Note: I had a New Year’s resolution to make this blog a regular thing. As you can see that didn’t really happen. But with my 30th approaching and the sudden influx of lifestyle blogs I’ve started reading, the urge to make good on that goal had reemerged.
Here’s a cheat sheet for those not interested in all of my stuff. If the title includes the word “Update” then it pertains to book information. The self-publishing series will include “self-publishing” somewhere in the title. Everything else is a free-for-all about my life.
And here’s the first one:
Ever since Arctic Monkey’s Tranquility Base Hotel and Casino came out I haven’t been able to stop listening to it. It’s constantly on repeat. (Except for when I work on Liminal Boy. Lan’s soundtrack is already set in stone.) The album birthed a brand new short story in my head. I keep pulling pieces of inspiration from other places and hiding them away until I have time get to it.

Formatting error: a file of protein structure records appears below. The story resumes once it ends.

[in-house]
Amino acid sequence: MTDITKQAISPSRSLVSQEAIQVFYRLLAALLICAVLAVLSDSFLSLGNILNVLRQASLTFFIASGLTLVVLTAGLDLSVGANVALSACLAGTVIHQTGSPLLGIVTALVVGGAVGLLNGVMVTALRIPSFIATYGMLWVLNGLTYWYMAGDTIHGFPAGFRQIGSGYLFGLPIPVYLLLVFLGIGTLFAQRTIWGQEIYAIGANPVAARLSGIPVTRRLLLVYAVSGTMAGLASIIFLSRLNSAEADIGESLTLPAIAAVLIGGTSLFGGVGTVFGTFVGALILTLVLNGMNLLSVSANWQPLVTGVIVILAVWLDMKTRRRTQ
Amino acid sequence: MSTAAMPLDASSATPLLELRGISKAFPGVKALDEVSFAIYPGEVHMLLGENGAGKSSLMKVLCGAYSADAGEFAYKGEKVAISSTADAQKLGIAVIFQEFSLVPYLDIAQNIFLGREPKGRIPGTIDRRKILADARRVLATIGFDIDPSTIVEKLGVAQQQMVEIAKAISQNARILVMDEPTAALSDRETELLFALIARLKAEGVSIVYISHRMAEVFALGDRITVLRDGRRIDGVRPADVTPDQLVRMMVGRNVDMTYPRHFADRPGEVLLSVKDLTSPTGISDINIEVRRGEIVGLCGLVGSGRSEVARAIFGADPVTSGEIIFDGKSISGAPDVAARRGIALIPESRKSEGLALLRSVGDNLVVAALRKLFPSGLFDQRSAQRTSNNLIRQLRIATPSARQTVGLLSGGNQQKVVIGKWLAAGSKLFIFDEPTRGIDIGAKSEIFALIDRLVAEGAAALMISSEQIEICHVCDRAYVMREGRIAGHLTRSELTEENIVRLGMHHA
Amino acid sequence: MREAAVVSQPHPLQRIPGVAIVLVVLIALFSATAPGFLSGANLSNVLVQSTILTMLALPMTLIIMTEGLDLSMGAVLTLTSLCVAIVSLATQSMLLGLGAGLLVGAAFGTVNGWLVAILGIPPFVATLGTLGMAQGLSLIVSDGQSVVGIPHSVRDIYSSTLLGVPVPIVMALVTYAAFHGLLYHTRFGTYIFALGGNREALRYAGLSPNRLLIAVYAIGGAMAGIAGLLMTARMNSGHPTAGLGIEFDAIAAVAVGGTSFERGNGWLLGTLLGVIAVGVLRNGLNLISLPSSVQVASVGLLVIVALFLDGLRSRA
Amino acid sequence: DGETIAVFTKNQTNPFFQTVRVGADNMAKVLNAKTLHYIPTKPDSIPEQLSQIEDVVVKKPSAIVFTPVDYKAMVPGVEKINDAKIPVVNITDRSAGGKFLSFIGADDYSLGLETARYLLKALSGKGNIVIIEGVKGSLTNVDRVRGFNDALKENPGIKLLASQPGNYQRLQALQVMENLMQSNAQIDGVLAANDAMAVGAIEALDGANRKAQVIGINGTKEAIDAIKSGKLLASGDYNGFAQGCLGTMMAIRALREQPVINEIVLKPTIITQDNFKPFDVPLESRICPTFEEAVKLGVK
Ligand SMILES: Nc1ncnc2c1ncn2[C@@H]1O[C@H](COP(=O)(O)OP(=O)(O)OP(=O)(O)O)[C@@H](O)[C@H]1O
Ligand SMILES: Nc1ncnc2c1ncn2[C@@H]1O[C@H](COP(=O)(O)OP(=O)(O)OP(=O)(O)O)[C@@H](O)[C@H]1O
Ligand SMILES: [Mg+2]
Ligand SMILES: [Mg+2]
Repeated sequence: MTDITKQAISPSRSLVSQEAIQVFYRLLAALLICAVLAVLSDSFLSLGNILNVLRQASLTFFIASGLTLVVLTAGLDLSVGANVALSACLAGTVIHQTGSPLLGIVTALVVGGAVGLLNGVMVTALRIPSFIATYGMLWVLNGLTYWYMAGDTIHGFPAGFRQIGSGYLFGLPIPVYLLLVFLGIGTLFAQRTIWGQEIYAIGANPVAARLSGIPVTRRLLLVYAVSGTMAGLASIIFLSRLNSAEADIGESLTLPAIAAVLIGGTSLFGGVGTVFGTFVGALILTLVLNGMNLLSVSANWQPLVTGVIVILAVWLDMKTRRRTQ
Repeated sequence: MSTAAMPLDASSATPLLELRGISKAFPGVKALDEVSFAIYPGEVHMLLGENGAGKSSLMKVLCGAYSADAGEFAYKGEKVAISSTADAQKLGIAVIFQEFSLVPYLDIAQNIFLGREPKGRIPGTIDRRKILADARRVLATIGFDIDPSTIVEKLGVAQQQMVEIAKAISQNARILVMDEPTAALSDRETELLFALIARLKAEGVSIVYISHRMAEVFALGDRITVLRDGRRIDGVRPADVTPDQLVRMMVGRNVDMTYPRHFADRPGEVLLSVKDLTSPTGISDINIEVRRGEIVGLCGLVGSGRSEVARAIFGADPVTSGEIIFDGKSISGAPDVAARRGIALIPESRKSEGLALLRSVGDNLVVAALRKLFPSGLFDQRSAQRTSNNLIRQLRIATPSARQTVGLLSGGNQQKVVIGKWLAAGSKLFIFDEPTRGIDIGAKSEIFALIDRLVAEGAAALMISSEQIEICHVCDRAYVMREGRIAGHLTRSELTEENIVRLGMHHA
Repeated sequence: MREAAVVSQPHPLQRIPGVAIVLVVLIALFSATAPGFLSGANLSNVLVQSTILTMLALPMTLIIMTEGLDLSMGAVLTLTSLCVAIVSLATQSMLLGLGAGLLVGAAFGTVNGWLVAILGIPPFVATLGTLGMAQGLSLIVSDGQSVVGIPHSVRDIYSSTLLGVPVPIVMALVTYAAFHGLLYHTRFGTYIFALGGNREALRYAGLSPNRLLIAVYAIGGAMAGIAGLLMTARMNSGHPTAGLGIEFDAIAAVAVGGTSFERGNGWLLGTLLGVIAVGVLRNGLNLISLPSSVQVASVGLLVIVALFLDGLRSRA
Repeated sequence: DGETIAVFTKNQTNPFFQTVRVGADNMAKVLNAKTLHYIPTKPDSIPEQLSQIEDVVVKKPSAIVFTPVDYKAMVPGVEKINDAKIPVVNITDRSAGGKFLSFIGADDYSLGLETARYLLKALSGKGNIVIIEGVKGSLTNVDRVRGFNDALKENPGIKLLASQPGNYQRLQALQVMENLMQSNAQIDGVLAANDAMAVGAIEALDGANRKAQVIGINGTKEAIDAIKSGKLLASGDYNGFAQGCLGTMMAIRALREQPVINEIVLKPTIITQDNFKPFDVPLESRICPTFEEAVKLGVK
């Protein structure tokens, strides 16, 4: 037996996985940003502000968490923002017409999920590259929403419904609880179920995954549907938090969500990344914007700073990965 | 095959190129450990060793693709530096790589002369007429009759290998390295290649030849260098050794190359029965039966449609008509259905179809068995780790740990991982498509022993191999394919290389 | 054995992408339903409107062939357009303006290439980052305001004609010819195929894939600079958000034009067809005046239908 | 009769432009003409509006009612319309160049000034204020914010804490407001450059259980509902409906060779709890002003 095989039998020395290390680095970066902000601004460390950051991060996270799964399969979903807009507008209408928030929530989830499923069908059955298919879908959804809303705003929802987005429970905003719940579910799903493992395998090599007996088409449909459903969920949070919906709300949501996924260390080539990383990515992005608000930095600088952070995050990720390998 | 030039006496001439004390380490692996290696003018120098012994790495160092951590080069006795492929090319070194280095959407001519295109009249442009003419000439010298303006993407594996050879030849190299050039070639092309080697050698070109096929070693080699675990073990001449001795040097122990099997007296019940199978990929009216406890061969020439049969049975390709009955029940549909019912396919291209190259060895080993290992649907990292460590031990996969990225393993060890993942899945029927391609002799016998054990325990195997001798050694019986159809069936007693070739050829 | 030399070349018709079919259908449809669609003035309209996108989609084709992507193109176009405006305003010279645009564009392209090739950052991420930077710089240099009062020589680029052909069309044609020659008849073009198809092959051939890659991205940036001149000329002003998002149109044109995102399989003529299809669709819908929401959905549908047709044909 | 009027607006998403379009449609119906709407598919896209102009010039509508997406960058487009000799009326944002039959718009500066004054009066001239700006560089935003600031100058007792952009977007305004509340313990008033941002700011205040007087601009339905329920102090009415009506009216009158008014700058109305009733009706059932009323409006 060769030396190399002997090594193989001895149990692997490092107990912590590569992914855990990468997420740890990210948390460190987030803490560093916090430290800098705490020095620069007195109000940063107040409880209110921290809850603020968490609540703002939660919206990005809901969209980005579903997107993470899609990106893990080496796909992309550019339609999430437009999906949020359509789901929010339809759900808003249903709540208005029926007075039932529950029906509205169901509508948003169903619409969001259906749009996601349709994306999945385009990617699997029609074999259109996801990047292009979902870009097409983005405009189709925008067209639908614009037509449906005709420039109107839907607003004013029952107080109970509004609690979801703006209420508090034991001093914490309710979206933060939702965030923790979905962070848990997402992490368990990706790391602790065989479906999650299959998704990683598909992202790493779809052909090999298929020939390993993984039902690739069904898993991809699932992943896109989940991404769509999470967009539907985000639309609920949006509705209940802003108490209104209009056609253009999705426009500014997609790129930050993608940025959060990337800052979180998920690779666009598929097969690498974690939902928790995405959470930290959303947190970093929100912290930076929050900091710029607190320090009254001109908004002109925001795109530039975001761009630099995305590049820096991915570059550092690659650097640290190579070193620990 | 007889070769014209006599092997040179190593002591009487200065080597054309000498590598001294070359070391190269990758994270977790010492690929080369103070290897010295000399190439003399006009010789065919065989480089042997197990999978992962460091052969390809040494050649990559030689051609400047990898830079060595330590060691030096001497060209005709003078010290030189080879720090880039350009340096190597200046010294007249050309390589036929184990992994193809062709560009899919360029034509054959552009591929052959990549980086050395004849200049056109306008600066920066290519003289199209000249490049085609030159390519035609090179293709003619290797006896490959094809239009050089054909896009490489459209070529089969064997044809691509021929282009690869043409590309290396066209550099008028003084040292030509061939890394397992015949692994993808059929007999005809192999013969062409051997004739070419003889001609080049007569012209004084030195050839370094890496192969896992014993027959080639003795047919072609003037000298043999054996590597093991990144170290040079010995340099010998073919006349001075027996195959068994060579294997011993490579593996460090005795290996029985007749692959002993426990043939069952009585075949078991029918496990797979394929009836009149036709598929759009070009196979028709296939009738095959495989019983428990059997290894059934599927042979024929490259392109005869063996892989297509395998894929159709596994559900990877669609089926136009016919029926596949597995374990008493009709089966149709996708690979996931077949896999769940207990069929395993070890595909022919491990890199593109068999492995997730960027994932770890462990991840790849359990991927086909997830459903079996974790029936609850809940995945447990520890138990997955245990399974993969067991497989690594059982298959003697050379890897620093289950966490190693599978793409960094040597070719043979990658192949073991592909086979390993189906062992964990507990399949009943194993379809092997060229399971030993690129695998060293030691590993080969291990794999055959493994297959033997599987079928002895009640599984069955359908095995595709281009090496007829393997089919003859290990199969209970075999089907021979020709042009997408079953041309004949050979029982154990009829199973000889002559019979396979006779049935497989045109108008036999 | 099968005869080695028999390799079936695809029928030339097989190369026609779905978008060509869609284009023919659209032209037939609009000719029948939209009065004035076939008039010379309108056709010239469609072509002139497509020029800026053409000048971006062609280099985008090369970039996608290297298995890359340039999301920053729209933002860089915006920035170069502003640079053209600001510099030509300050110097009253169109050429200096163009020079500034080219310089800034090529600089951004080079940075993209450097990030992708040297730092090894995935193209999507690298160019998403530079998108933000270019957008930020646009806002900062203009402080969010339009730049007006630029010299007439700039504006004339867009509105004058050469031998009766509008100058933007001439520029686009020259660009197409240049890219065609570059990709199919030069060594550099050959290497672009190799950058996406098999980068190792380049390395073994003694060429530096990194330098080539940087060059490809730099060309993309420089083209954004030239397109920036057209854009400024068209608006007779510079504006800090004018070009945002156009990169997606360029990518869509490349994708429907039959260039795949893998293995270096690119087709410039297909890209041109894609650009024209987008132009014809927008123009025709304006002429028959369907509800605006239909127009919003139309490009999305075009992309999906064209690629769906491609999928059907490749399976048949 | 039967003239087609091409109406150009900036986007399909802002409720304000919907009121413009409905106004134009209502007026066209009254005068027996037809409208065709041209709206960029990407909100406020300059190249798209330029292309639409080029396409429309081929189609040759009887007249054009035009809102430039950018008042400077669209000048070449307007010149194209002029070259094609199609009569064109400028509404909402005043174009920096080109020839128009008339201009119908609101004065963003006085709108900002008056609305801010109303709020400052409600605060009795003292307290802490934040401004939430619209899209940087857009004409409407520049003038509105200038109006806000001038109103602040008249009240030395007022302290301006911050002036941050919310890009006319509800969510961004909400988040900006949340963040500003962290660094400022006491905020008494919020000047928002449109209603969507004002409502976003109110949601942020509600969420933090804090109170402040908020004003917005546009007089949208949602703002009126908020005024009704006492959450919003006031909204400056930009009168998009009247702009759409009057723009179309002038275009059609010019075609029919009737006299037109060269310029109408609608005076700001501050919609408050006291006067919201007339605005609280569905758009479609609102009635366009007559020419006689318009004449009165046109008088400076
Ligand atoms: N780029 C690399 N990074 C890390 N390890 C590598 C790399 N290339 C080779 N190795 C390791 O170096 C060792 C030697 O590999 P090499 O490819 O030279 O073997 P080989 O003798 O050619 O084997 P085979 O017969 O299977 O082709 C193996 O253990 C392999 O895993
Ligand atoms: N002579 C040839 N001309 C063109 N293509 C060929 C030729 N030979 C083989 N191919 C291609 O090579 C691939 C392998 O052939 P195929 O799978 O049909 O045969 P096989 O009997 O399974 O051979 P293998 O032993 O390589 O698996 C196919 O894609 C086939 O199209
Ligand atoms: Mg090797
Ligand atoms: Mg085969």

One of the strangest things about being a writer is how every single thing feeds into a story. I can tell you a hundred different details and facts lodged in my brain, as well as real-life moments, that lead to the creation of The Opposition.
The thing no one warned me about making my favorite thing in the world my job is that I suddenly need a new hobby.
I love writing.
I can write 24/7.
But, as I’ve realized, that’s not really healthy. The past year, I’ve barely taken a break from writing. Either I’m writing for a paycheck, writing Liminal Boy, writing one of my other stories when Lan wouldn’t talk to me, or writing a tutorial (re: unnecessarily long explanation) for a friend.
The weight of words started to get to me a few months ago so I racked my brain for a hobby. Something, ANYTHING, to take my mind off words for even a few hours each day. Something preferably that didn’t involve staring at a screen. I needed to find something to do that could stand separate from words and literature and books and stories.
And Knitting and Knitting and Knitting…
My teenage-self resurfaced. I’ve gone back to the two main pastimes of my youth: crocheting and cooking. To say I was a weird kid is an understatement. (Yes, I’m still a weird adult).
My mother taught me how to crochet when I was young. I think I begged her to teach me because I read too much Jane Austen. She didn’t know how to knit, and I’d already taught myself how to cross-stitch. Crochet seemed like the obvious next step.